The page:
### Conclusion

I have not presented the single-wire rhombic or the DL6WU Yagi either to encourage or discourage construction of a dual rhomboid. That decision belongs to the individual user. However, making that decision requires reference to relevant comparators, and the ones we have examined here seem like good choices with which to start.

### A More Precise Laport Dual Rhombic

Although the models examined in these notes will likely provide highly satisfactory dual rhomboid antennas, I have remained unsatisfied with the presentation of numbers for the builder to use. The "narrow" version of the Laport in Part 2 used a combination of lengths calculated from angles and some of the "approximations." So I decided to see what we might obtain by calculating from ground zero.

The basic information is this:

```L1 = 3.5 wl = 34.425' at 100 MHz
L2 = 6.0 wl = 59.014' at 100 MHz
Angle A (for L1) = 26.1 degrees
Angle B (for L2) = 18.85 degrees```

Let us assume that Laport used true rhombi, with parallel sides. The result is a set of calculations, sketched in Fig. 18.

The figure shows only one of the two rhombi. The horizontal line will have coordinates 0,0 at the left.

Side a, from the through horizontal line upward to the end of L1 will equal sin A * L1 = 15.144'. Side b, from the through horizontal line downward to the end of L2 will equal sin B * L2 = 19.067'. If the sides are parallel, the distance c will equal side b - side a = 3.923'. Distance d from the origin to the end of L1 will equal cos A * L1 = 30.915'. Distance e from the origin to the end of L2 will equal cos B * L2 = 57.031'. Distance f from the origin to the far peak of the rhombus will equal d + e = 87.946'.

These numbers provide us with coordinates for both rhombi of the Laport antenna. They appear in the model description below.

```Dual Rhomboid:  Laport-CATJ                 Frequency = 100  MHz.

Wire Loss: Copper -- Resistivity = 1.74E-08 ohm-m, Rel. Perm. = 1

--------------- WIRES ---------------

Wire Conn.--- End 1 (x,y,z : ft)  Conn.--- End 2 (x,y,z : ft)  Dia(in) Segs

1   W4E2   0.000,  0.000,  0.100  W2E1 -15.144, 30.915,  0.100    # 12  150
2   W1E2 -15.144, 30.915,  0.100  W3E1   3.923, 87.946,  0.100    # 12  257
3   W2E2   3.923, 87.946,  0.100  W4E1  19.067, 57.031,  0.100    # 12  150
4   W3E2  19.067, 57.031,  0.100  W1E1   0.000,  0.000,  0.100    # 12  257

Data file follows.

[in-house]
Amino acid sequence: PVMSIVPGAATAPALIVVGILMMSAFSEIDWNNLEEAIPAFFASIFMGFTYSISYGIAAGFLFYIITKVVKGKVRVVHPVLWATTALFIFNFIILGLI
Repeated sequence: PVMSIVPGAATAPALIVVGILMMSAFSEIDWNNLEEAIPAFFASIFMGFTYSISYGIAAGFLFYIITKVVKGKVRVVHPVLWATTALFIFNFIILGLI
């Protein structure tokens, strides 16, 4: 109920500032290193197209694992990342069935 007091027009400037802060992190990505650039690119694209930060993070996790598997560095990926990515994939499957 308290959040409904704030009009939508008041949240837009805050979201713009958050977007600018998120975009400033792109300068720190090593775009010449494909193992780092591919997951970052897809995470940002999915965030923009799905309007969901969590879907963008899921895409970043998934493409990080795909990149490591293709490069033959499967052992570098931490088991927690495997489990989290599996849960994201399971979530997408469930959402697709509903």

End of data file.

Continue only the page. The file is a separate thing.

5   W8E2   0.000,  0.000, -0.100  W6E1 -19.067, 57.031, -0.100    # 12  257
6   W5E2 -19.067, 57.031, -0.100  W7E1  -3.923, 87.946, -0.100    # 12  150
7   W6E2  -3.923, 87.946, -0.100  W8E1  15.144, 30.915, -0.100    # 12  257
8   W7E2  15.144, 30.915, -0.100  W5E1   0.000,  0.000, -0.100    # 12  150

-------------- SOURCES --------------

Source    Wire      Wire #/Pct From End 1    Ampl.(V, A)  Phase(Deg.)  Type
Seg.     Actual      (Specified)

1           1     1 /  0.00   (  1 /  0.00)      1.000       0.000      SV
2           1     5 /  0.00   (  5 /  0.00)      1.000       0.000      SV

Load      Wire      Wire #/Pct From End 1      R (Ohms)       X(Ohms)
Seg.     Actual      (Specified)

1         257     2 / 99.81   (  2 /100.00)     300.000         0.000
2           1     3 /  0.33   (  3 /  0.00)     300.000         0.000
3         150     6 / 99.67   (  6 /100.00)     300.000         0.000
4           1     7 /  0.19   (  7 /  0.00)     300.000         0.000

Ground type is Free Space```

You may notice several alterations in this model relative to those used in preceding parts of these notes. First, two independent rhombi are used, each with its own feed and load. This move preserves the geometry of the rhombi. Second, to avoid flat wires at either end of the rhombi, split loads are used for the terminating resistors and split feed is used for each rhombus. This technique involves a compromise and a modeler's judgment of priorities. In this case, preservation of wire geometry was given priority over exact equalization of segment lengths for each fed and load segment. The model employs a high number of segments (1648), but may still not be perfectly converged. The segment lengths are equal to two decimal places, but very slight differences in segment length for split loads and feeds can prevent convergence until a very high number of segments is used in a model.